Do you frequently find yourself muttering some variation of: Where are my keys and I've got to get organized? You're not alone. Dozens of people showed up at Organizing U. 2001 to learn more about ordering and decluttering homes and offices.
Participants in the recent Waltham, Mass., seminar, sponsored by the New England Professional Organizers, were treated to three hours of talks on such topics as "Home Hot Spots" and "Calm or Chaotic: Help for the Harried in Setting Priorities."
Many of the usual platitudes were underlined: "Clutter is postponed decisions," for example. Among the helpful home organizing tips shared by the faculty were these:
In cleaning, begin by taking everything out whenever possible. This helps in the weeding process. Otherwise, work along the clothes rod.
Paint the interior an interesting color to make it more attractive and appealing space.
Organize clothes by length, to improve the visibility and access to shoes, etc.
Don't bring junk mail in the house. Dispose of as much as possible between the mailbox and the front door.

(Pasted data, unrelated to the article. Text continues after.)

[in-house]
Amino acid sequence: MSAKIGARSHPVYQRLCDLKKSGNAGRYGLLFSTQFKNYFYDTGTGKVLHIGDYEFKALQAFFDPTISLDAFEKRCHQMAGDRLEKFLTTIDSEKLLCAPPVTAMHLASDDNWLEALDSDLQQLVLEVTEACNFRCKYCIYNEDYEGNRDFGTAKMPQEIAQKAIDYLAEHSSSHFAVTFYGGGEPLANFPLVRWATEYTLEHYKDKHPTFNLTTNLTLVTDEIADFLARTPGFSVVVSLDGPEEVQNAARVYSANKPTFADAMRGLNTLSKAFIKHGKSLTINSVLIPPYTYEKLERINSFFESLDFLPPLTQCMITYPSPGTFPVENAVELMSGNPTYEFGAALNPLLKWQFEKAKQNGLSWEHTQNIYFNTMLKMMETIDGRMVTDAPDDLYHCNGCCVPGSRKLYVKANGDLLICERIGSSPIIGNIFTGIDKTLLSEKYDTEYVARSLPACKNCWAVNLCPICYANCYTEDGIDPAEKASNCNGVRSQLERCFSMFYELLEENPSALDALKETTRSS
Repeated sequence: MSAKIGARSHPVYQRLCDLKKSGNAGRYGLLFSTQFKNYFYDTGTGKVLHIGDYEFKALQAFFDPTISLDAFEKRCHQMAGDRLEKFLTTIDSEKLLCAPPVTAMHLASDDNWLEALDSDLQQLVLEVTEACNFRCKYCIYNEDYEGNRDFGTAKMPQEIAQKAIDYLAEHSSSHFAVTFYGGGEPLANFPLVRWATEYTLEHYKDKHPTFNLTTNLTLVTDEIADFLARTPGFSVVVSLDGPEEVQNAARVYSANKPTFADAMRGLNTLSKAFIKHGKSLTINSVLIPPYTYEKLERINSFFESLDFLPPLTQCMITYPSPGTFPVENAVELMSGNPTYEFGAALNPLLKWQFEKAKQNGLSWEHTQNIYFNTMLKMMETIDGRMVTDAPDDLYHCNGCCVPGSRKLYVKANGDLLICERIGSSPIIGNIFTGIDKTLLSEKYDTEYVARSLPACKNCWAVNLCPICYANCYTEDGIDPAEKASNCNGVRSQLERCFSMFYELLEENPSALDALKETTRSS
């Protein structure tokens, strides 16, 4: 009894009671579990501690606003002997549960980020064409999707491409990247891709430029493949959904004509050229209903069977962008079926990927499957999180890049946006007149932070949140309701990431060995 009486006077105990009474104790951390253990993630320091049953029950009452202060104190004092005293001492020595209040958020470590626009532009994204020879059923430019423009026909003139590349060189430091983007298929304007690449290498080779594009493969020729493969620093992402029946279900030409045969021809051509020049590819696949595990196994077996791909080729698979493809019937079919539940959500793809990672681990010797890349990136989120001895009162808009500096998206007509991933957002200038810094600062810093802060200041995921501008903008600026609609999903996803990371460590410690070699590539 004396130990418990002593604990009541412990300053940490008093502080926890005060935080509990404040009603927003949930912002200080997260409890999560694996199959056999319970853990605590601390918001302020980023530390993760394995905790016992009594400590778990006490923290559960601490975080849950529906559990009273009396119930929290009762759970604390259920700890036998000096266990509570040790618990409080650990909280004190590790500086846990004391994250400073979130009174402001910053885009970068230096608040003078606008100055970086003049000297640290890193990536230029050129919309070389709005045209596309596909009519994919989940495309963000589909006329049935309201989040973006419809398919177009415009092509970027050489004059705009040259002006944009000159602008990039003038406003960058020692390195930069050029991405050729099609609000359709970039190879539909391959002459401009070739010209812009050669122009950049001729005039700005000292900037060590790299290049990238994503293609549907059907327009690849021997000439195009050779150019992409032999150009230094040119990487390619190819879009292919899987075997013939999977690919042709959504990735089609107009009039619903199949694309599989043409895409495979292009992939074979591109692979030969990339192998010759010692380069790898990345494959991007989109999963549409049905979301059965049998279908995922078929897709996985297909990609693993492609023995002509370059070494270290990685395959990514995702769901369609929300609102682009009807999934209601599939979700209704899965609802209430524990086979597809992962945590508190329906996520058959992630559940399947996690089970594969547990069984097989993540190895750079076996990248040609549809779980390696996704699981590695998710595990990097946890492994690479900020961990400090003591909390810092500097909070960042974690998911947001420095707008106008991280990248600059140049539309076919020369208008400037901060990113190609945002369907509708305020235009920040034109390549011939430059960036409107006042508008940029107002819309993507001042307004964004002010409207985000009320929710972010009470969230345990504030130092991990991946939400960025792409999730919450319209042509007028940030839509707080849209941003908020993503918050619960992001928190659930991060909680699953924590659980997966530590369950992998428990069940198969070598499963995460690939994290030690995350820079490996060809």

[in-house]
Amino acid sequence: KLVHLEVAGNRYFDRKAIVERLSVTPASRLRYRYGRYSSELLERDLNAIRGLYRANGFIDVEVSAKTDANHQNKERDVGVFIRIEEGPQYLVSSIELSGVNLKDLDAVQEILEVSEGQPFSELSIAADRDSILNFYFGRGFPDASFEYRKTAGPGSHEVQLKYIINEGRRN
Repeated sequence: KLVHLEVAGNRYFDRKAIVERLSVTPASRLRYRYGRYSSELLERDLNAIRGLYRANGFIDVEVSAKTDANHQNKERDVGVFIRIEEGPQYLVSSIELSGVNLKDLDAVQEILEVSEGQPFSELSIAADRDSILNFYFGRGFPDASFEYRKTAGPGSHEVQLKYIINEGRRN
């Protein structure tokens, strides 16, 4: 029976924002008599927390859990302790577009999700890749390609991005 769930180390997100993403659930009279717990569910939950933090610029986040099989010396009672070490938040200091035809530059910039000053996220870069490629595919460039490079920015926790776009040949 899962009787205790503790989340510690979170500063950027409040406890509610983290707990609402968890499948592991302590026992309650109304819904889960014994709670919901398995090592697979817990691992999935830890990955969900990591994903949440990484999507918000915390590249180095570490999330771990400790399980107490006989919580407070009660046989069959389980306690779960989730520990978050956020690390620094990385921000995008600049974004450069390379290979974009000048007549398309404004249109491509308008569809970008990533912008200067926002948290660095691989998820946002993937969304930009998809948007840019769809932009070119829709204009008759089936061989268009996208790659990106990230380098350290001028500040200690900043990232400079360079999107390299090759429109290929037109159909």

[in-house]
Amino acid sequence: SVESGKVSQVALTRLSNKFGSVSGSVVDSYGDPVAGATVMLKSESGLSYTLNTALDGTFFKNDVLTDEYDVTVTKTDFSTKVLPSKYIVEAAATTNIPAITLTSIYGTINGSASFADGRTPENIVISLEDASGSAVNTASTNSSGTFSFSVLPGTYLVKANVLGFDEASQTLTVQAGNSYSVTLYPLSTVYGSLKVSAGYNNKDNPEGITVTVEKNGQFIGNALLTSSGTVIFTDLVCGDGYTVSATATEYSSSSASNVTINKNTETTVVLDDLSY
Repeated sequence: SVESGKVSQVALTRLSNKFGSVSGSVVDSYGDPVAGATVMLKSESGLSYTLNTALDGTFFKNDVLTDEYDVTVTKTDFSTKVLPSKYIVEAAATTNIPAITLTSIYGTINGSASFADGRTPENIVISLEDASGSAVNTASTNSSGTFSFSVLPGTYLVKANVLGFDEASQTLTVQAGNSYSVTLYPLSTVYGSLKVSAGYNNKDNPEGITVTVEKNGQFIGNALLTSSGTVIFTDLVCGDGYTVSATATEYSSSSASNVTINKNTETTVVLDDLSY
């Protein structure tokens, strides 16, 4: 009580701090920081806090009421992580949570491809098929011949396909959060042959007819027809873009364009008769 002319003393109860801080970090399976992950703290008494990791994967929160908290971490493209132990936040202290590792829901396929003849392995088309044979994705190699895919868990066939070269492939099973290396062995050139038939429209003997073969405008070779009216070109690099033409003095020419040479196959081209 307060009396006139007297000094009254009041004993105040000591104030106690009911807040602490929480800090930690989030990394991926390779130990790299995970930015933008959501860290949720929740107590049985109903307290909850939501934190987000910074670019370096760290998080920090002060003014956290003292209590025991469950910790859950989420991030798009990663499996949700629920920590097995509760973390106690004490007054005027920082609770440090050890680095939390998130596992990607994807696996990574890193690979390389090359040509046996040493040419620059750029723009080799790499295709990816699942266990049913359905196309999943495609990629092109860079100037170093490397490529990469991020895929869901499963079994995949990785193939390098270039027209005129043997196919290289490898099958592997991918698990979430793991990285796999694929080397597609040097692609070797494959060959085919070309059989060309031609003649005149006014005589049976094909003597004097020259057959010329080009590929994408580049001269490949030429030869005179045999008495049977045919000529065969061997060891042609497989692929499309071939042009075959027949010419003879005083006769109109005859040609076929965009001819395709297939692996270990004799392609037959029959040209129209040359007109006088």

Keep reading materials in a large basket or tote bag, not on your desk. This way they can be transported from room to room.
Establish an in-box for each person in the household.
Put together a portable desk caddy, with stationery, stamps, pens, and so forth, to create a roving office. An inexpensive Lucite organizer works well, partly because everything is visible. A similar strategy, using a multislot organizer, works well for sorting the mail into folders, designated To Pay, To Do Today, To Do Soon, To File, and To Read. Separate categories may also be helpful for mail that requires the joint attention of spouses or children.
Place items to be sorted into boxes or bags with the following labels: give away, throw away, fix, and sell. Keep items that don't fit into these categories and find a good place for them.
Control buildup of children's artwork by taking a photo of your child with the art and save only the photo.
Straighten up each evening before going to bed. This keeps clutter from accumulating.
Organize a little at a time; otherwise you keep waiting for an uninterrupted block of four hours that never comes.
Use the "one in, one out" rule. If you buy a new pair of shoes, select an old pair to give or throw away. Do the same with other items.
Place an errand basket in a central location for rented movies that need returning and other outward-bound items.
Even preschoolers who haven't learned to read can help put things away. Use picture labels to show them where things belong.